Mister Roberts (novel)
Mister Roberts is a 1946 novel written by Thomas Heggen.
|Illustrator||Samuel Hanks Bryant|
The title character, a junior grade lieutenant naval officer, defends his crew against the petty tyranny of the ship's commanding officer during World War II. Nearly all action takes place on a US Navy auxiliary cargo ship, the USS Reluctant that sails, as written in the 1948 play, "from Apathy to Tedium with occasional side trips to Monotony and Ennui."
Douglas Roberts, the title character, joined the Navy expecting that he would be assigned to a surface combatant like a destroyer or a cruiser. He had no idea that the Navy had support ships. To his distress, he was first assigned to a tanker in the Atlantic and then to the USS Reluctant, AK-601, a general cargo freighter ferrying supplies to backwater Pacific bases. Mr. Roberts is the ship's First Lieutenant, meaning that he is responsible for maintaining the entire ship except for the engineering spaces. He hates the ship, but he is more responsible for her than anyone aboard apart from the Captain. The irony is not lost on him.
Every month he submits a request for transfer; every month Captain Morton, the commanding officer of the Reluctant, forwards it not recommending approval. Roberts is the balance wheel between the unreasonable behavior of the Captain and the frustration of the crew at being assigned to "this bucket" that never goes anywhere worth going or does anything worth doing.
The novel is a series of stories set aboard the Reluctant, showing the problems of life aboard a naval auxiliary in the rear areas of the Pacific war. One chapter deals with a very new ensign finding his feet aboard a ship much more casual than a taut man-of-war. Another shows the kind of feuding that months of boredom can engender between two officers. One chapter shows what can happen when a crew that hasn't had a liberty in more than a year is anchored off an island that has a naval hospital with nurses and no shades on their windows. Yet another recounts what happens when the Reluctant is sent with a load of cargo to the port of Elysium and Captain Morton grants liberty to half the crew. The final chapter illustrates the affection of the crew towards Mr. Roberts, when his transfer finally comes through and he leaves the ship to return to the United States for assignment to a new destroyer ... and what happens afterwards.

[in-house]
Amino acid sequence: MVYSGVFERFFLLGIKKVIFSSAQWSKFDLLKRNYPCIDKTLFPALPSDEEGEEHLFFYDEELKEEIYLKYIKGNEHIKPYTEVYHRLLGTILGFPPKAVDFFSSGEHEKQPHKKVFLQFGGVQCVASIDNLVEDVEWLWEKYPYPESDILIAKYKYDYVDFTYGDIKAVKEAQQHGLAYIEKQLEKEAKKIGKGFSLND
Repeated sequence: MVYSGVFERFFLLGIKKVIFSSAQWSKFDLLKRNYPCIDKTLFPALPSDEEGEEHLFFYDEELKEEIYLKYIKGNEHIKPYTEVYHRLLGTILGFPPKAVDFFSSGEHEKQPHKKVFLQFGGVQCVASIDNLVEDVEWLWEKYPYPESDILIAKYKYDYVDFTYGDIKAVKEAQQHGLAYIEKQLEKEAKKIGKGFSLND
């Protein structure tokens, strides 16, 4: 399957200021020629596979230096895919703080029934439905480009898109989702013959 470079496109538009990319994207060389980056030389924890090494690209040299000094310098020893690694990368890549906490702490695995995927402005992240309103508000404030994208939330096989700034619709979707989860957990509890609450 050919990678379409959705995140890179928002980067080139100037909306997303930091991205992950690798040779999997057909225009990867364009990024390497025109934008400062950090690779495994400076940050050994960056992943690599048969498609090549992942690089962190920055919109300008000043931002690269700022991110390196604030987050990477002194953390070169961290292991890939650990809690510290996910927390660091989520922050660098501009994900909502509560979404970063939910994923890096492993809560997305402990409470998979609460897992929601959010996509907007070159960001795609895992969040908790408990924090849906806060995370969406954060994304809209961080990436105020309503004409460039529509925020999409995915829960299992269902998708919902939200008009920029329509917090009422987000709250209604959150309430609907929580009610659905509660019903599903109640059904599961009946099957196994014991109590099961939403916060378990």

Heggen based his novel on his experiences aboard the cargo ships USS Virgo (AKA-20) and USS Rotanin (AK-108), in the South West Pacific theatre of World War II. He had written a number of short stories, which he collected and merged into the novel. It was subsequently adapted as a play circa 1948, a 1955 feature film, a 1965-66 television series, and a live 1984 television movie. Heggen only enjoyed the initial success and profits of his creation, as his life ended in May 1949, by accident or suicide, just after turning 30.
The character Mister Roberts was based on the Rotanin's executive officer, Donald House. Contrary to the story in the book, he was not killed in action, but continued as a career Naval officer until retirement, and lived until early 1998.
Initially, Ensign Ralph (changed to "Frank" in the book) Pulver threatened to sue Heggen for using his actual name. Pulver was, in reality, an officer who took his Naval career very seriously. Pulver was still an active-duty officer at the time the book was published, and was concerned that having his name in the book and play might be detrimental to his career.
The ship's Captain portrayed in Mister Roberts, played by James Cagney, and the ensuing palm tree shenanigans, was based on the real-life captain of the USS Virgo (AKA-20), Lt. Commander Herbert Ezra Randall Sr., USNR. Captain Randall continued as a career Naval officer until retirement and lived in southern California until November 21, 1991. In 1997, the USS Virgo Association held their annual meeting in Riverside, California and conducted a graveside ceremony, plot: 28, 2693; Riverside National Cemetery, Riverside County, California, including a 21-gun salute in honor of their captain - complete with a potted palm tree placed on the grave.
- "The Wacky Ship of Mr. Roberts", Sea Classics, USS Virgo, January 1979, archived from the original on 2008-08-21.
- "Broadway play, circa 1948", Mister Roberts, Sea bird adventure.
- "Feature film 1955", Mister Robert, Sea bird adventure.
- "1984 remake, television movie", Mister Roberts, Sea bird adventure.
- "TO Heggen, Author, Found Dead in Bath", The New York Times, May 20, 1949.
- High beam.
- USS Virgo Association - first-person member interviews and Wayback Machine website USS-Virgo.com